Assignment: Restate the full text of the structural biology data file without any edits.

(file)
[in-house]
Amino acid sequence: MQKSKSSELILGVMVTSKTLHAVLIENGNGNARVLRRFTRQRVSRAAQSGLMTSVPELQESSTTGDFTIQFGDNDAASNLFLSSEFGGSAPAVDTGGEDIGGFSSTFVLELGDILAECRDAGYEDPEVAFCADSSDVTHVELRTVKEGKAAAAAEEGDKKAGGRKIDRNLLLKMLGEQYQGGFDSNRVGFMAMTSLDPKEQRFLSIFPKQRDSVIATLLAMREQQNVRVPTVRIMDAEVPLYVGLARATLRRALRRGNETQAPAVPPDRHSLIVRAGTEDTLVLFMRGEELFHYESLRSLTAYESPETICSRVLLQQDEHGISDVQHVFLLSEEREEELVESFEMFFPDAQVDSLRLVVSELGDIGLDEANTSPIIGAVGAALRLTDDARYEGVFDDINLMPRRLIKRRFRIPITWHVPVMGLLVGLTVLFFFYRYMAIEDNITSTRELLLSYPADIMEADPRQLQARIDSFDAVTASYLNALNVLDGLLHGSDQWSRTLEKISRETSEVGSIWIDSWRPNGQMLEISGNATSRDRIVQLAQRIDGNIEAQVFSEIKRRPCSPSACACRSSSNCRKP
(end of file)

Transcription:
[in-house]
Amino acid sequence: MQKSKSSELILGVMVTSKTLHAVLIENGNGNARVLRRFTRQRVSRAAQSGLMTSVPELQESSTTGDFTIQFGDNDAASNLFLSSEFGGSAPAVDTGGEDIGGFSSTFVLELGDILAECRDAGYEDPEVAFCADSSDVTHVELRTVKEGKAAAAAEEGDKKAGGRKIDRNLLLKMLGEQYQGGFDSNRVGFMAMTSLDPKEQRFLSIFPKQRDSVIATLLAMREQQNVRVPTVRIMDAEVPLYVGLARATLRRALRRGNETQAPAVPPDRHSLIVRAGTEDTLVLFMRGEELFHYESLRSLTAYESPETICSRVLLQQDEHGISDVQHVFLLSEEREEELVESFEMFFPDAQVDSLRLVVSELGDIGLDEANTSPIIGAVGAALRLTDDARYEGVFDDINLMPRRLIKRRFRIPITWHVPVMGLLVGLTVLFFFYRYMAIEDNITSTRELLLSYPADIMEADPRQLQARIDSFDAVTASYLNALNVLDGLLHGSDQWSRTLEKISRETSEVGSIWIDSWRPNGQMLEISGNATSRDRIVQLAQRIDGNIEAQVFSEIKRRPCSPSACACRSSSNCRKP